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By Bob Lyddon – 3 minute read

AT FIRST Jeremy Hunt said there had been no taxpayer support for Silicon valley Bank (UK) – but then the Treasury’s statement said there had been ‘no taxpayer money’. I’m sure readers will agree there is a slight but important difference?

There is no doubt in my mind that the UK’s Ringfencing Rules – worked out over years with huge oodles of Parliamentary time – will have been bent for HSBC.

Economic Secretary to the Treasury, Andrew Griffith MP, sent a letter to the Treasury Select Committee about the process. SVB UK’s business will initially be held INSIDE the HSBC ringfence, including its high-risk loan book to start-up tech companies. Ideally, that business belongs in the non-ringfenced bank, ringfencing having been designed to insulate the current and savings accounts of UK consumers and businesses from fallout from a renewed blow-up in international / investment banking – like with SVB.

Having a £4-5 billion loan book of junk sitting inside the HSBC ringfence reduces the quality of HSBC’s UK arm, makes it more likely to go under, and makes a call on the Financial Services Compensation Scheme more likely, to fund which HM Treasury would have to issue more gilts – for which all UK consumers and businesses are responsible.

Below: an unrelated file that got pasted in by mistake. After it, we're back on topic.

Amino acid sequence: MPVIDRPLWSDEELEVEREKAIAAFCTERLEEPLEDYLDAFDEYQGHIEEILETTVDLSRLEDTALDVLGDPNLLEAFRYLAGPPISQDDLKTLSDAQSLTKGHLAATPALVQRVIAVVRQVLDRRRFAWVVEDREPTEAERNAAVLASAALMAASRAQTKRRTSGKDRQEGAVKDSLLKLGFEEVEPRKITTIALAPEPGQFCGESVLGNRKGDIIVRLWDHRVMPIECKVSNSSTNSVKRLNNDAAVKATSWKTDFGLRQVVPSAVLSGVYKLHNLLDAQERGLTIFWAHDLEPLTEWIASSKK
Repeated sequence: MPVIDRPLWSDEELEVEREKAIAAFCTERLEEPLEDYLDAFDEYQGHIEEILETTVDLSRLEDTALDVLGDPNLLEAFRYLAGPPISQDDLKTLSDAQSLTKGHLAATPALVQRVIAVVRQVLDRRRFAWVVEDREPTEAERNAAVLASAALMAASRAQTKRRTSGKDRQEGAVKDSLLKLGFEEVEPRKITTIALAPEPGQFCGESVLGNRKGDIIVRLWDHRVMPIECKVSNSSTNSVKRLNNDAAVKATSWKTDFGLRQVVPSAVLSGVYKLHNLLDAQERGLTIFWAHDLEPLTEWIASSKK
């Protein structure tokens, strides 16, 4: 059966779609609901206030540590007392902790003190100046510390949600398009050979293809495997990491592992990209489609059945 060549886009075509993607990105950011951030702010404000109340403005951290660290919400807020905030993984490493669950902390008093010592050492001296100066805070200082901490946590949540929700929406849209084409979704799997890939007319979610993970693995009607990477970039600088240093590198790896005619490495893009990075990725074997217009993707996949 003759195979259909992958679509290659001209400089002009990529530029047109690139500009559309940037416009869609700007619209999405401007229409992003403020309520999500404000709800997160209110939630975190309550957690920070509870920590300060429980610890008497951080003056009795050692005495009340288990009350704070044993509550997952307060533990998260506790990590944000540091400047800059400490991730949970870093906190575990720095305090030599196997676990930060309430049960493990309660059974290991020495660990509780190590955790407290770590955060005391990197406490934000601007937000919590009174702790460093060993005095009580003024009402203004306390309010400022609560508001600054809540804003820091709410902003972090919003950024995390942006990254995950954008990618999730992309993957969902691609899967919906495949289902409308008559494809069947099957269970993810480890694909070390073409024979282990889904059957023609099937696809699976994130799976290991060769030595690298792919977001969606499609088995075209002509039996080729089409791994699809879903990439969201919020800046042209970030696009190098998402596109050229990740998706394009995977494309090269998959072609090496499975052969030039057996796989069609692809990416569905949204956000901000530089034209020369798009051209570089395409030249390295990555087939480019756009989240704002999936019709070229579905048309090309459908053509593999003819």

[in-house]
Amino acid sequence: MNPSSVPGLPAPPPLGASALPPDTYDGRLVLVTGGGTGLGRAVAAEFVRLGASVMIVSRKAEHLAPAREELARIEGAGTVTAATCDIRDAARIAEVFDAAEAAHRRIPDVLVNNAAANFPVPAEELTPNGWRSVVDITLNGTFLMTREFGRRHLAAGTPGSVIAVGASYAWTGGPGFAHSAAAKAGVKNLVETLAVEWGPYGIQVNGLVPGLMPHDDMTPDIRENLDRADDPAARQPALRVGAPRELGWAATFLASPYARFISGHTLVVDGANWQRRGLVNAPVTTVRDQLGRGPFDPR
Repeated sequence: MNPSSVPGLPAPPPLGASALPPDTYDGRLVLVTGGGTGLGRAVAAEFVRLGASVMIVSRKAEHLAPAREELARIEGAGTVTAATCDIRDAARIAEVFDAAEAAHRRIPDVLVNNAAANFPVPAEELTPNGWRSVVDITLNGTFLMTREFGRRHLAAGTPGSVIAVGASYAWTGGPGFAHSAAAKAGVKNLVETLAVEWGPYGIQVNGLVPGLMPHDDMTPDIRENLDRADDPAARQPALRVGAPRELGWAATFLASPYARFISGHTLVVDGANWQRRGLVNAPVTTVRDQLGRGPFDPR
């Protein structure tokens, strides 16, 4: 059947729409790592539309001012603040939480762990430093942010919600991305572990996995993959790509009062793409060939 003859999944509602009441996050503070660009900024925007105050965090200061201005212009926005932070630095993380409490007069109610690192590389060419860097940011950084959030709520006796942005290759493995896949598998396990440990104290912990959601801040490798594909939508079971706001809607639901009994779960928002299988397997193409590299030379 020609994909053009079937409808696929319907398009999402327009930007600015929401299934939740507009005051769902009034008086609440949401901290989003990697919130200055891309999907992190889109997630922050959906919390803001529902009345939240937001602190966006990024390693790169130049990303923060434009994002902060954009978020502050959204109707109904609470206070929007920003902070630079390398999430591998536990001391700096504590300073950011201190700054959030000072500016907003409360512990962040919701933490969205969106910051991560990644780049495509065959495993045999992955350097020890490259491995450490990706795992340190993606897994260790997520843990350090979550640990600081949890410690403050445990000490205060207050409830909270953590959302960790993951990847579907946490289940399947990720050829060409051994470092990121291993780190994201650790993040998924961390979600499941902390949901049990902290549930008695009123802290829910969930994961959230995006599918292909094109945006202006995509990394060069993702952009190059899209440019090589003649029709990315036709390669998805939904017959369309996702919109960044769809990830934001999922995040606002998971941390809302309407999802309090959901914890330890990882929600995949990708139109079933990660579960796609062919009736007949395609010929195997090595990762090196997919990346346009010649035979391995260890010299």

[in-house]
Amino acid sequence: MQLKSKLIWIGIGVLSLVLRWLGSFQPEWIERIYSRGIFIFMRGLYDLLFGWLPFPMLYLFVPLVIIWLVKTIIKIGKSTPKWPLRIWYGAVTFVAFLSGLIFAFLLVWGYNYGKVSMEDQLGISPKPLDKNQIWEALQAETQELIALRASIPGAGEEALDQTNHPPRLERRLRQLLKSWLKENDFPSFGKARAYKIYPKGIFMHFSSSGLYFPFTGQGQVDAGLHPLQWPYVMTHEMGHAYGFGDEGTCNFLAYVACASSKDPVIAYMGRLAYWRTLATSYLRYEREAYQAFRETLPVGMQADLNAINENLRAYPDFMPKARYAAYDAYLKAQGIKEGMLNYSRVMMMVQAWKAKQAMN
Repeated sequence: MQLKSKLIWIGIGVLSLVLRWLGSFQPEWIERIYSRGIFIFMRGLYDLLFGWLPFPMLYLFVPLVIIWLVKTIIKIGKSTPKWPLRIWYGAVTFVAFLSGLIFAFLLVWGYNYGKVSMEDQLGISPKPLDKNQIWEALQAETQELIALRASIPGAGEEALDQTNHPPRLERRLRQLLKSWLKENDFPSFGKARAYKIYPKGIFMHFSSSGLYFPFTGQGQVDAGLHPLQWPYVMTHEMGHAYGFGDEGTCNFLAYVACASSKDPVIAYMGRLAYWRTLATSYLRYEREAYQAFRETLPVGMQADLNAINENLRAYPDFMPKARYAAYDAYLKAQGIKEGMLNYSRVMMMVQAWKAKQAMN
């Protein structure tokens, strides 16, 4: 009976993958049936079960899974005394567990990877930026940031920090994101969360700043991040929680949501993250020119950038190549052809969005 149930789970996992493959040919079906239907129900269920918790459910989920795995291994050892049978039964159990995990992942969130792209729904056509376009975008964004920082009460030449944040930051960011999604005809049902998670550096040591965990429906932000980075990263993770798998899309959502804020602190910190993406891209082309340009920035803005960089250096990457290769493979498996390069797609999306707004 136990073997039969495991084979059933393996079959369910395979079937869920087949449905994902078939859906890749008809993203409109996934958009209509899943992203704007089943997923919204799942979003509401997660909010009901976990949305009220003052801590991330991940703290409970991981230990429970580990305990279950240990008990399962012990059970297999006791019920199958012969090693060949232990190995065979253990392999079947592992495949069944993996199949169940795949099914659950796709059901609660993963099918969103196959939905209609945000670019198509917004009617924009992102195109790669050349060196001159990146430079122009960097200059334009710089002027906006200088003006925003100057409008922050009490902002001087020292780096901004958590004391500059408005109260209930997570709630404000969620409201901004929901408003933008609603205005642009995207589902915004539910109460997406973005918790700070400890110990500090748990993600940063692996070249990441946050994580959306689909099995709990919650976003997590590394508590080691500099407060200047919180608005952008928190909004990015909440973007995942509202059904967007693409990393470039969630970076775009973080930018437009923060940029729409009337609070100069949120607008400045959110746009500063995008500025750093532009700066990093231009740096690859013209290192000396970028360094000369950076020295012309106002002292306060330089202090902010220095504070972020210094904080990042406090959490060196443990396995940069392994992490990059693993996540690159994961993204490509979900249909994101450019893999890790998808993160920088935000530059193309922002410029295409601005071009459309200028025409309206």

That dispensation qualifies as ‘taxpayer support’ in my language.

Of course, it is possible to say HSBC is large and well-capitalized and that the risk is remote, but:

1. an important principle has been broken (creating a moral hazard);
2. other UK banks can now come with special pleading; and
3. in truth, no UK banks are well-capitalized

SVB US’ strong capitalization was a fiction because it mis-valued $95bn of bonds at their cost or face value, not their market value. The difference was $15bn on 31/12/22, and their equity was $16bn.

The strong capitalization of UK and European banks is a fiction based on Risk-Weighting: the Common Equity Tier 1 Ratio looks high because the risk-bearing business (on- and off-balance sheet) is massively diminished via the Risk-Weighting process. Nothing comes out of that process at its nominal value and the average Risk-Weighted value is 30%. Then the tiny CET1 amount magically turns out to be 14% of the ‘Risk-Weighted Assets’ when it is about 4% of actual assets with no CET1 at all to take account of off-balance sheet risks.

I will have more to say on SVB and SVB (UK) as I discover more detail, but remember a principle has been breached and all is unlikely to be what it seems.

Bob Lyddon is an experienced management consultant both privately and with PwC, with a specialization in banking and payments. He has published numerous papers about the financial mechanisms of the EU, through the Bruges Group, Politeia and Global Britain.

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Photo courtesy of Number 10 – The Prime Minister welcomes the President of the European Commission, CC BY 2.0, https://commons.wikimedia.org/w/index.php?curid=129116875 

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